Burma rejoices on a long-delayed day for democracy
Aung San Suu Kyi has won a landmark election, now she faces the challenge of persuading the army to withdraw from politics
A moment to rejoice
If Burma ever needed a moment to rejoice, this was it. In a nation ruled by an often brutal military junta for nearly half a century, Aung San Suu Kyi's apparent victory in Sunday's parliamentary by-election could not be exaggerated.
Swarms of chanting Burmese flocked to National League for Democracy's (NLD) Rangoon headquarters as the sun set over the crumbling city, calling for the fall of "a sham democracy" and the return of "our fair leader, our beloved leader, Mother Suu".
"We did it! We won!" shouted the thousands of supporters as they filled the streets clapping, dancing and waving red party flags.
While unofficial party results indicate that Suu Kyi may have won 65% of the vote in 82 of her constituencies' 129 polling stations, local observers said that the number may have been as high as 90%, with the NLD reported to have won a minimum of 40 of the 44 seats it contested in the 664 parliamentary seats up for grabs.
The NLD claimed victory in 13 constituencies, including two in the capital Naypyidaw, but no official tallies had been released by 9pm on Sunday. Results must be confirmed by the official electoral commission, with an official declaration expected within a week.
The US secretary of state, Hillary Clinton, gave cautious support to Sunday's celebrations, saying: "The United States congratulates the people who participated, many for the first time, in the campaign and election process." She added: "It is too early to know what progress of recent months means and whether it will be sustained. There are no guarantees for what lies ahead for the people of Burma."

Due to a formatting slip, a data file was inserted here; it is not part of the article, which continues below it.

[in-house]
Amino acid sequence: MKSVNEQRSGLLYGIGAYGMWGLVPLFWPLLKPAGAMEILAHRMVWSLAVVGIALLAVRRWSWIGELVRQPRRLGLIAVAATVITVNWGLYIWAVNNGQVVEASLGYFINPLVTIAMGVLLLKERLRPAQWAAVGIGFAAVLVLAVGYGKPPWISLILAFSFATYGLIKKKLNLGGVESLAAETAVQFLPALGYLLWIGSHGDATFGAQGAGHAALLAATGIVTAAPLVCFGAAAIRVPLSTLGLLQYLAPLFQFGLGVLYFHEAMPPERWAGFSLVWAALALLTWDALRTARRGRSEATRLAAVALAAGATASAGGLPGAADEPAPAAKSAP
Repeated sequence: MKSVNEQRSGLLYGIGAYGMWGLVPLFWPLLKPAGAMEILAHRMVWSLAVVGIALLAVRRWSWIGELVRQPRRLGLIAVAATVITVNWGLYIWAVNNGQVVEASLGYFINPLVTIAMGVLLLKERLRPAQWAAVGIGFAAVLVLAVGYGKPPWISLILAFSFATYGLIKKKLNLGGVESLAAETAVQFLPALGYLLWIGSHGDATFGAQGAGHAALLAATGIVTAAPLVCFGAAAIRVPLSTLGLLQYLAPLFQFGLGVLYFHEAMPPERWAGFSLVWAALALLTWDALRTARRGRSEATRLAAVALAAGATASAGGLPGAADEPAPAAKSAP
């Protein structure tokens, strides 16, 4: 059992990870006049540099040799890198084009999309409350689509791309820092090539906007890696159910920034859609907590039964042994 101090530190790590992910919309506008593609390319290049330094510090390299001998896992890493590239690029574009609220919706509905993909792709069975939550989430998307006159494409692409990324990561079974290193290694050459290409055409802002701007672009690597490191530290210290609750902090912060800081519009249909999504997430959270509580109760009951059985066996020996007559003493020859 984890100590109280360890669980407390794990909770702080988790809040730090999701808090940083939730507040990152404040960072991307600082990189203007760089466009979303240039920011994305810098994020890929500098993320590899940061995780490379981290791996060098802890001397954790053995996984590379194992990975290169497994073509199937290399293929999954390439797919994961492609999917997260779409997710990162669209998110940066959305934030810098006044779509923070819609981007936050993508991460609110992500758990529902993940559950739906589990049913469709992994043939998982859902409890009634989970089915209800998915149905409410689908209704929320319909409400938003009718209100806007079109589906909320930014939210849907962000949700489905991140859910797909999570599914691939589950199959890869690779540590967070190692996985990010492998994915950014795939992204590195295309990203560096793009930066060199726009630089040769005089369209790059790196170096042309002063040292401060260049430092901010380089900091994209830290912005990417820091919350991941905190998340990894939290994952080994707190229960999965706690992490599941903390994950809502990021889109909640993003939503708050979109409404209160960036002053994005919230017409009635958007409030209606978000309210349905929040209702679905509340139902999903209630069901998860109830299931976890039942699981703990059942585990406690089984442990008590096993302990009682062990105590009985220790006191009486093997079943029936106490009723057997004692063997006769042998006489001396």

The daughter of independence fighter Aung San, the Lady – as she is called here – is herself in many ways considered a demigod after spending the greater part of 22 years under house arrest. Since her release in November 2010, Suu Kyi has been able to take on the role that many Burmese thought she may never have a chance to perform: that of a pro-democracy campaigner-turned-political leader who may finally make the changes for which she has so long called.
Competing against a military doctor from the junta-backed Union Solidarity and Development Party (USDP) in Sunday's election, Suu Kyi campaigned all over the country for her party as well as in her constituency of Kawhmu, a string of villages comprising 87,000 eligible voters, many of whom were badly affected by the 2008 cyclone Nargis.
Some argue that Suu Kyi chose that constituency to bring media attention to the way of life of most Burmese, a third of whom live on just 30p a day. Amid the thatched hut villages and occasional golden pagoda of the delta's rice paddies and rubber plantations, water comes from a bucket dipped into the ground; electricity is delivered by diesel generators; oxen plough the earth; and school ends at the age of 10.
Hoping for an end to misery
With Daw [Auntie] Suu on the campaign trail, villagers not just in Kawhmu but all over the country have been hoping for an end to their misery through a real introduction to modernity. "I'm poor, and I want Daw Suu to give me a job," said betel-nut farmer Sae Sein Myint, 47, from her dusty roadside village of a handful of bamboo huts and a group of pigs snoozing under trees.